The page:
“How can it be so, you have painted them and composed the sounds?” She turned away from the sounds and images as I told her of heroin addiction and prostitution. She couldn’t see that I was merely an instrument for the subject’s shapes and form to manifest and explore. You cannot have a ‘black soul’ for this work. The safe, white light of the spirit world that had enveloped her persona had no time for its creepy, twisted sister on the sidelines. She freaked. This wasn’t her remit. She seemed to have no stomach for the balance. We walked and talked between black and white and she confided that she had been diagnosed with liver cancer and expressed her fears of death and dying. We had crisps and coffee in a bar at which she laughed uncontrollably like a six year old girl would to a silly joke. Holding her hand at the table, I found the six year old girl comforting, knowing this child was inside of her with the cancer. Hysterical, she was laughing at the coffee and crisps! She explained that normally, a banquet would have been prepared for her! She laughed and laughed and laughed as the little girl resigned to her death. She was tired of her game. I think the hare’s paw that I gave her sped her on her way? I am reminded of her every time I see a butterfly.

Karen and Pete were ‘residents’ of numero neuf. They seemed to be chilling out from their Rainbow travelling days due to assortments of ill health. They had a daughter called Jade. Jade had been ‘van schooled’ but was now doing very well at school due to her quirky self esteem. Of course, they were Scousers! They had both been heroin addicts in Liverpool and related totally to my intervention, Interview with the Streets. I asked Karen if she wanted to do some voice-overs for the sound sculpture. I thought how strange it was for the project to have started in Liverpool at my warehouse studio in the centre of town and still be ongoing and finding new form in the south of France years later! I find this process reassuring as nothing is finalized, as if there is no conclusion but an ongoing energy that fuels itself. I have no control of this! The energy exists in its own right and cannot be commercialised or contained. For me this is the language of art! It is organic and cannot be bought! Karen could have been one of the girls I interviewed in Liverpool! Having done much wandering and soul searching for peace and health she offered herself humbly and without ego as ‘the angel with a dirty face’ for her Tai Chi, Reiki and counseling skills.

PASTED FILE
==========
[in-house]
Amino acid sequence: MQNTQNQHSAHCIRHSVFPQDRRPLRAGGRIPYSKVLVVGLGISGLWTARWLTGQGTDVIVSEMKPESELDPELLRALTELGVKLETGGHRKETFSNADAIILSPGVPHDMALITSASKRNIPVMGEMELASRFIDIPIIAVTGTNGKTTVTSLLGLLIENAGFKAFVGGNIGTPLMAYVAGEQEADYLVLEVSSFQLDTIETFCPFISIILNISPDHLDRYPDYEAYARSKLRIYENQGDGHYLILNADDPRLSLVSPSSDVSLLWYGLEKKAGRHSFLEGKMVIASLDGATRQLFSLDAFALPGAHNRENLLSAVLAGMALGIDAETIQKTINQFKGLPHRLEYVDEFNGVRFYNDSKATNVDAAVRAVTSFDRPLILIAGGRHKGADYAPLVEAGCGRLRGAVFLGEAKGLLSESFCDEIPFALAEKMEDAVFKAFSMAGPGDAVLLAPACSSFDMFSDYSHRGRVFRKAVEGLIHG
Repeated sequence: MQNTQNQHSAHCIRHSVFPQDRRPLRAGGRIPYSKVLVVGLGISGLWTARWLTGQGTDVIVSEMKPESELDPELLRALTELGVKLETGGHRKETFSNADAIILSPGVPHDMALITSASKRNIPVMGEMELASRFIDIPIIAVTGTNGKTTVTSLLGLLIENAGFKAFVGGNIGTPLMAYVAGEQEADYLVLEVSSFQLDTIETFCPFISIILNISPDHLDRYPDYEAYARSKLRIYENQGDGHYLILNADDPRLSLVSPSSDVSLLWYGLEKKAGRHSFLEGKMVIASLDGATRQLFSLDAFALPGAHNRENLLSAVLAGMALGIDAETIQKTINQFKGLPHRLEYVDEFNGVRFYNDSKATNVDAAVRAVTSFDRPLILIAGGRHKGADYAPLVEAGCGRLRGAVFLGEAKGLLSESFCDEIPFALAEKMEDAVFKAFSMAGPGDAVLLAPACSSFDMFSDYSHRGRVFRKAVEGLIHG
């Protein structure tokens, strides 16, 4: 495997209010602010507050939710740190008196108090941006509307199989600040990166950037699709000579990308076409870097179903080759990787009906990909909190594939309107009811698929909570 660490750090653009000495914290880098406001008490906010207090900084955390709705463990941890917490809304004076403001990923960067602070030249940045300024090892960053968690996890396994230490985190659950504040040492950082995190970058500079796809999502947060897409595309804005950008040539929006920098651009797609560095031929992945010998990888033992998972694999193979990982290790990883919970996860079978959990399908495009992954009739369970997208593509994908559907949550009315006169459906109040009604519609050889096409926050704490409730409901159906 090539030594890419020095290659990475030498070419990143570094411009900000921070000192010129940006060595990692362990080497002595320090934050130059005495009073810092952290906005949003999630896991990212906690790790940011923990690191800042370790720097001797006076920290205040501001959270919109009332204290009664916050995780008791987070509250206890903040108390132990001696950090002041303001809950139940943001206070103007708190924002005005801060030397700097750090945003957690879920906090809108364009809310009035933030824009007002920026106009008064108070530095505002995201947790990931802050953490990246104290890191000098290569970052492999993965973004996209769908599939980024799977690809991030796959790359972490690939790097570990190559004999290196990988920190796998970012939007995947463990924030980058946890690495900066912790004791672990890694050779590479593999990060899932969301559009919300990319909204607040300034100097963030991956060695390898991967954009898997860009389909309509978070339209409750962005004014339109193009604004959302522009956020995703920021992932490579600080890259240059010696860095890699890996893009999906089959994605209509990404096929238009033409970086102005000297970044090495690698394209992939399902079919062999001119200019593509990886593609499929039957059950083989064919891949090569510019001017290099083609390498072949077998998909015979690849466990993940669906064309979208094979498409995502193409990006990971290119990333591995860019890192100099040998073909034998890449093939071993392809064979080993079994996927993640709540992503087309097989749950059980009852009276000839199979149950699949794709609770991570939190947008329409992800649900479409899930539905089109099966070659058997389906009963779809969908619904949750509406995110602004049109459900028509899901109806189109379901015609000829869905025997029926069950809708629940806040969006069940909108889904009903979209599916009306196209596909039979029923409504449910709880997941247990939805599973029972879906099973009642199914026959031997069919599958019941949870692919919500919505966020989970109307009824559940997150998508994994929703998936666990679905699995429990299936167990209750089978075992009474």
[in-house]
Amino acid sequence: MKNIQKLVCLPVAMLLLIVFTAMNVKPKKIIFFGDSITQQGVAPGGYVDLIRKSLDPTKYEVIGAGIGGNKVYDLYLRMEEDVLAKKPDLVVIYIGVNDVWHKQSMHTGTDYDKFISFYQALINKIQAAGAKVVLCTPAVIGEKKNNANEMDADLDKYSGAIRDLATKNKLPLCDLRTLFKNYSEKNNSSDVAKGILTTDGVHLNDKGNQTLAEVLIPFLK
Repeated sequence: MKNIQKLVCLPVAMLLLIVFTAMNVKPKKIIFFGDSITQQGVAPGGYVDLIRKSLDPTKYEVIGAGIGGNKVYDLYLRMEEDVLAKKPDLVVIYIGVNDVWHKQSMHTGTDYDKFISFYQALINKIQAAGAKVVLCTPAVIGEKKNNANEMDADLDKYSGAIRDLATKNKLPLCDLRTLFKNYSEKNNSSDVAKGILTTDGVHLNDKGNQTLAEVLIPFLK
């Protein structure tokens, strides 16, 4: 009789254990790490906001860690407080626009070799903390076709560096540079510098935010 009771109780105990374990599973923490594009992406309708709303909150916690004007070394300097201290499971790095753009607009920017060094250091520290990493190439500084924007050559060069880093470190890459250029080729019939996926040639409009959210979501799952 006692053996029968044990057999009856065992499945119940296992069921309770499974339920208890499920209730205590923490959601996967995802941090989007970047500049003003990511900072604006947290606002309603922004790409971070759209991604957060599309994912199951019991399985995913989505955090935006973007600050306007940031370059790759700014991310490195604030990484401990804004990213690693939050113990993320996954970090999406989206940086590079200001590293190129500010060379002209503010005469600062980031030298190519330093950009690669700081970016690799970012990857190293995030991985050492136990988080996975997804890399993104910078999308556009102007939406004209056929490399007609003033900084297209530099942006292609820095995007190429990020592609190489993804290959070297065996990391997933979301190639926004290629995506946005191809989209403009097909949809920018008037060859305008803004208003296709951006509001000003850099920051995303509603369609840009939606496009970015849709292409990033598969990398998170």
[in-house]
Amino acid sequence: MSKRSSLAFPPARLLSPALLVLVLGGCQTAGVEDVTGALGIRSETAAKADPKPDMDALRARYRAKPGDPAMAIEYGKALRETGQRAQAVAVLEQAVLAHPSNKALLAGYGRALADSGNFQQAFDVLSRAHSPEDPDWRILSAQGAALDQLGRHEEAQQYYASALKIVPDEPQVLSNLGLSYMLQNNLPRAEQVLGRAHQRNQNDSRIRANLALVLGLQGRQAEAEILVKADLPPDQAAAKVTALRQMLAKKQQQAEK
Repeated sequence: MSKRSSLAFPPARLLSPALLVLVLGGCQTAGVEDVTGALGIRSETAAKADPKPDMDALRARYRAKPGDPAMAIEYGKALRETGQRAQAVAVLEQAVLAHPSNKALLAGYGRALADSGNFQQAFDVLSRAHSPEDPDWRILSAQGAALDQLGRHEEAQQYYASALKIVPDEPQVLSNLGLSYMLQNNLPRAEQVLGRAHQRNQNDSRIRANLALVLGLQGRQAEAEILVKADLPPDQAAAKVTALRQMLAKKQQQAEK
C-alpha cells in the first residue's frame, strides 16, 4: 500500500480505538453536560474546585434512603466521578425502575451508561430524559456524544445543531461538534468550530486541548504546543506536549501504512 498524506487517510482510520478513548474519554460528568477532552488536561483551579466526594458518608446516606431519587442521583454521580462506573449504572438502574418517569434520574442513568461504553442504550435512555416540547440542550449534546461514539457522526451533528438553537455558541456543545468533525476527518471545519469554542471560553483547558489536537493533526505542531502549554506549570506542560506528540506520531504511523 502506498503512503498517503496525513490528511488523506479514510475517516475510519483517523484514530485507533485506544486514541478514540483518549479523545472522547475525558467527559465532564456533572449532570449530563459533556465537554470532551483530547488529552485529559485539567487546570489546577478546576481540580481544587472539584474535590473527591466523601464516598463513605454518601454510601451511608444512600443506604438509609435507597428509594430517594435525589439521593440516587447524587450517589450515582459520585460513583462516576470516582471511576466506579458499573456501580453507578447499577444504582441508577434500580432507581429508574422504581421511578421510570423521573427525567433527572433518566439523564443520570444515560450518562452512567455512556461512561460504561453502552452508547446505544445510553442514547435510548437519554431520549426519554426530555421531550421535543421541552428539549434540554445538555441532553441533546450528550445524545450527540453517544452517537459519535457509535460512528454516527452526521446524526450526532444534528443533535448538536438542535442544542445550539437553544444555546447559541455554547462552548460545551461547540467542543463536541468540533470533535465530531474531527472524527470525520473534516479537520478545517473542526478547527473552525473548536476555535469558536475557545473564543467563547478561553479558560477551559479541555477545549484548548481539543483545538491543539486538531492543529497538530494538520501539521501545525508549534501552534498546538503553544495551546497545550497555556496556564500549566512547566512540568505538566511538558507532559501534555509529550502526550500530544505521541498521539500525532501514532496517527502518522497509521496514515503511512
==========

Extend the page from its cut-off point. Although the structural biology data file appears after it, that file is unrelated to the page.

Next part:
Karen and Pete’s latest message was to go to sleep on an evening with the mouth taped over! They talked about problems associated with ‘deep type’ breathing and the greediness in taking breath that cause disasters and disease in the world. In Buteyko therapy it is stated that amounts of co2 is removed from the lungs and tissue cells and produces a ph alkaline shift that can be fatal. I imagined them sleeping in bed with their mouths taped over and thanked the world for the marvelous oddness that is number nine!






John Redhead:Colonists Out 2011:
All photographs except'riot'-John Redhead Collection


Wednesday, 10 August 2011

This Week: John Redhead...tales from the deep south

Ryley Redhead busking:John Redhead

"One morning we were woken by the growls of a lion and the banging of iron rails. Sure enough, down from the house in the square were several lions in cages and wagons painted bright red and yellow, the spectacular Cirque Apollo! The tricolor French flag sat proudly on top. The troupe had come to town in the middle of the night. We were shocked and saddened by the sight. We were even more shocked when the lion tamer prodded one lion with an iron bar. The abuse continued throughout the day for all to see. The rails were rattled with the bar and the lion poked and prodded and even spat upon by the tamer. We saw the lion lash out with a claw at the tamer’s hand. Angrily, the tamer lashed out too with the bar on the animal’s flank, causing an anguished scream of pain. This was too painful to watch. We thought that somebody would step in and stop it. However it seemed the bystanders were amused and impressed at this behavior.